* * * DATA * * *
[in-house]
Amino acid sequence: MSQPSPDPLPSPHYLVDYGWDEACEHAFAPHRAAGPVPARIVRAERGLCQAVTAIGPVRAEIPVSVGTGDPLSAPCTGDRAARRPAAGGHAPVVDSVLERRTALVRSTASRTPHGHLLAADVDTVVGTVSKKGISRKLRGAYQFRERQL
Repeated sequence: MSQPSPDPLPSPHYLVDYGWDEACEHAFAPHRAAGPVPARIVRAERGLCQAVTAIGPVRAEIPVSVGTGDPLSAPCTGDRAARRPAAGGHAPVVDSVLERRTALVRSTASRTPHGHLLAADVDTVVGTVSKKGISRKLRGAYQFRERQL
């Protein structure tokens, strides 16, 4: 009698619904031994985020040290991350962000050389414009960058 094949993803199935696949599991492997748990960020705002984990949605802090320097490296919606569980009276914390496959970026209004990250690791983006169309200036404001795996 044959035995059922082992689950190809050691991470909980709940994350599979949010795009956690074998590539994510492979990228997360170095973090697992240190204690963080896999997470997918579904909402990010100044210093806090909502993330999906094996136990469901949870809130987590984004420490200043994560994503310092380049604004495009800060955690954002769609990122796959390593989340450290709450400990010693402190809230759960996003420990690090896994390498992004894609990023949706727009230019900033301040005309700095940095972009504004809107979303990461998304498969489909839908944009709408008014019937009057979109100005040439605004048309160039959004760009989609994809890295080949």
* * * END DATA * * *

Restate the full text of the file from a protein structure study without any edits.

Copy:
[in-house]
Amino acid sequence: MSQPSPDPLPSPHYLVDYGWDEACEHAFAPHRAAGPVPARIVRAERGLCQAVTAIGPVRAEIPVSVGTGDPLSAPCTGDRAARRPAAGGHAPVVDSVLERRTALVRSTASRTPHGHLLAADVDTVVGTVSKKGISRKLRGAYQFRERQL
Repeated sequence: MSQPSPDPLPSPHYLVDYGWDEACEHAFAPHRAAGPVPARIVRAERGLCQAVTAIGPVRAEIPVSVGTGDPLSAPCTGDRAARRPAAGGHAPVVDSVLERRTALVRSTASRTPHGHLLAADVDTVVGTVSKKGISRKLRGAYQFRERQL
């Protein structure tokens, strides 16, 4: 009698619904031994985020040290991350962000050389414009960058 094949993803199935696949599991492997748990960020705002984990949605802090320097490296919606569980009276914390496959970026209004990250690791983006169309200036404001795996 044959035995059922082992689950190809050691991470909980709940994350599979949010795009956690074998590539994510492979990228997360170095973090697992240190204690963080896999997470997918579904909402990010100044210093806090909502993330999906094996136990469901949870809130987590984004420490200043994560994503310092380049604004495009800060955690954002769609990122796959390593989340450290709450400990010693402190809230759960996003420990690090896994390498992004894609990023949706727009230019900033301040005309700095940095972009504004809107979303990461998304498969489909839908944009709408008014019937009057979109100005040439605004048309160039959004760009989609994809890295080949």